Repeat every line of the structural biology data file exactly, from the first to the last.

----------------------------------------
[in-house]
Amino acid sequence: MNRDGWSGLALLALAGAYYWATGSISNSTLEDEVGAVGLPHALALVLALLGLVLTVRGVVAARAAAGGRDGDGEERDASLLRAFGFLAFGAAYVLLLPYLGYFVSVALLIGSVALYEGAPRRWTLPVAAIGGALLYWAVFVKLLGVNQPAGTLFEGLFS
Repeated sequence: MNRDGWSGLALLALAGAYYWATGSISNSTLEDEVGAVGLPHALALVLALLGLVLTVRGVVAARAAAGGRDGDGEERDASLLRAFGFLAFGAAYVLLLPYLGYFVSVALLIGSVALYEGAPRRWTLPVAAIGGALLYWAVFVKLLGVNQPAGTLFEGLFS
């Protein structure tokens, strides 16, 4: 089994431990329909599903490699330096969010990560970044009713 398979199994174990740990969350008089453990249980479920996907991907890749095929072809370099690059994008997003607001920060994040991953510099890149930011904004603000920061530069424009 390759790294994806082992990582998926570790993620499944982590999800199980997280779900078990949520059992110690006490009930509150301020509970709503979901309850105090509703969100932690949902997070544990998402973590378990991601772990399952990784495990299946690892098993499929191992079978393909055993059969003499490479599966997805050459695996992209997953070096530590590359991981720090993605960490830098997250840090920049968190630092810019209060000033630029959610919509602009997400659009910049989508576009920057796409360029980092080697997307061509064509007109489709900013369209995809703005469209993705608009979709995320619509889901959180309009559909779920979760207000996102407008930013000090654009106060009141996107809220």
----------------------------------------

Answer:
[in-house]
Amino acid sequence: MNRDGWSGLALLALAGAYYWATGSISNSTLEDEVGAVGLPHALALVLALLGLVLTVRGVVAARAAAGGRDGDGEERDASLLRAFGFLAFGAAYVLLLPYLGYFVSVALLIGSVALYEGAPRRWTLPVAAIGGALLYWAVFVKLLGVNQPAGTLFEGLFS
Repeated sequence: MNRDGWSGLALLALAGAYYWATGSISNSTLEDEVGAVGLPHALALVLALLGLVLTVRGVVAARAAAGGRDGDGEERDASLLRAFGFLAFGAAYVLLLPYLGYFVSVALLIGSVALYEGAPRRWTLPVAAIGGALLYWAVFVKLLGVNQPAGTLFEGLFS
């Protein structure tokens, strides 16, 4: 089994431990329909599903490699330096969010990560970044009713 398979199994174990740990969350008089453990249980479920996907991907890749095929072809370099690059994008997003607001920060994040991953510099890149930011904004603000920061530069424009 390759790294994806082992990582998926570790993620499944982590999800199980997280779900078990949520059992110690006490009930509150301020509970709503979901309850105090509703969100932690949902997070544990998402973590378990991601772990399952990784495990299946690892098993499929191992079978393909055993059969003499490479599966997805050459695996992209997953070096530590590359991981720090993605960490830098997250840090920049968190630092810019209060000033630029959610919509602009997400659009910049989508576009920057796409360029980092080697997307061509064509007109489709900013369209995809703005469209993705608009979709995320619509889901959180309009559909779920979760207000996102407008930013000090654009106060009141996107809220």